The dog is descended from the wolf, a hunter who sometimes had to vast for days but also experienced periods of plenty. Pet food manufacturers should bear in mind this ‘ancient diet’ of the wolf, proposes animal nutrition researcher Guido Bosch.
For many years it was assumed that our faithful four-legged friend was an omnivore. Researchers based this assumption on a comparison with the metabolism of the cat, a true carnivore. Guido Bosch, a researcher in the Animal Nutrition chair group, now provides an alternative explanation of this difference between the dog and the cat in the British Journal of Nutrition.
He conducted a literature study on the diet and habits of wolves and concluded that they were carnivores too. An important different from wild cats is that wolves live on large prey. That means an alternation between a plentiful and a scarce supply of food. They therefore have a flexible metabolism which is adjusted to this. These adjustments to ‘all or nothing’ are still present in the contemporary dog, says Bosch. Slowing the breakdown of amino acids is functional for surviving periods of scarcity. Dogs can then manage very well without food. A study was published in 1912 in which a dog survived for 117 days without food, and there are stories about dogs that survived being locked up in a car for 30 days.
Bosch does not advise just depriving the dog of food for days on end: that would be animal abuse. He does state that nearly half our dogs are overweight. They should be put on a diet. ‘Overweight is one of the biggest health problems for our dogs and cats.’ Dogs’ preference for fatty foods may stem from the ‘all or nothing’ way of life of their ancestors. When the wolf was domesticated between 17,000 and 13,000 years ago, wolves started eating from the waste left behind by human settlements. They adapted their menu and got better at digesting starch. They changed from hunters to a species of scavenger wolf, says Bosch. The strange habit dogs have of eating excrement may stem from that time. ‘In prehistoric times human excrement may have been an important source of protein for the wolf.’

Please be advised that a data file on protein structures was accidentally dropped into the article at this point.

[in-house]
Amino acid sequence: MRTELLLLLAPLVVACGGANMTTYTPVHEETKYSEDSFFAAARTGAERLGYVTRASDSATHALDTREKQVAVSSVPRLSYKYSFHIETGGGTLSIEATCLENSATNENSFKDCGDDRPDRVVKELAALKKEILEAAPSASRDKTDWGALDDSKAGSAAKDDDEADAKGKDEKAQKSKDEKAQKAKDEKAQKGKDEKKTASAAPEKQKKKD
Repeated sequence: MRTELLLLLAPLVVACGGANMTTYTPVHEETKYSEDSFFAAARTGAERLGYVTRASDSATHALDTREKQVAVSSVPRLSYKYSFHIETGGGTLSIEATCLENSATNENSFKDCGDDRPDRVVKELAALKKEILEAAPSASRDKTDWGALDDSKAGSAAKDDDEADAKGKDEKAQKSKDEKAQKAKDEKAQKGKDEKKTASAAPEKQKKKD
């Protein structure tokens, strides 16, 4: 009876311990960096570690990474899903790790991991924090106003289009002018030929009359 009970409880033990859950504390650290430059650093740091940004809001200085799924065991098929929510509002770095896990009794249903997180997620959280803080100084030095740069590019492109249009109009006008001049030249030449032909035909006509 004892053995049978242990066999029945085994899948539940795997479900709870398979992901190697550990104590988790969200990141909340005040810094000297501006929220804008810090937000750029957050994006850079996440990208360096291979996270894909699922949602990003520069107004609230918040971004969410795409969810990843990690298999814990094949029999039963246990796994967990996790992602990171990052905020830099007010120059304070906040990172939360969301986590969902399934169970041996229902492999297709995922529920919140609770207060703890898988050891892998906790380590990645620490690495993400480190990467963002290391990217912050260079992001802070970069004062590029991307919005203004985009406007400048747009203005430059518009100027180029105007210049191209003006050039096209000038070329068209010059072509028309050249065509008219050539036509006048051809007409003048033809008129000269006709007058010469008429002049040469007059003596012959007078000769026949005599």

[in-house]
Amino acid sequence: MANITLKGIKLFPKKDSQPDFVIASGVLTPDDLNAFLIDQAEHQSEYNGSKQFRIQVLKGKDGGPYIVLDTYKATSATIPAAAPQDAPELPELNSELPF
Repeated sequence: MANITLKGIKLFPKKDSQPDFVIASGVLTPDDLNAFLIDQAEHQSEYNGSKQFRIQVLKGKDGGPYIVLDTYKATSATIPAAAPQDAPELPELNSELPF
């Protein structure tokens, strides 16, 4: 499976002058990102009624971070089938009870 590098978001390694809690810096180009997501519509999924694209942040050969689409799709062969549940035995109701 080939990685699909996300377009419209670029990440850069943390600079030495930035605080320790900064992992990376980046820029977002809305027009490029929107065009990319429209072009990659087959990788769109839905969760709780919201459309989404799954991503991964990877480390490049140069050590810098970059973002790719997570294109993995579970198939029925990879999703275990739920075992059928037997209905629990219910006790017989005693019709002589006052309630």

Manufacturers of dog food could usefully bear in mind the wolf’s former diet. At present, dog food often contains plant fibres which stimulate the growth of certain gut microbes. An alternative is to give the dog animal ‘fibres’(bones, cartilage, ligaments and hair). By doing that you imitate part of a wolf’s diet. Whether a wolf’s dinner is good for a dog’s health should be studied, says Bosch. He argues for a longitudinal nutritional study of dogs.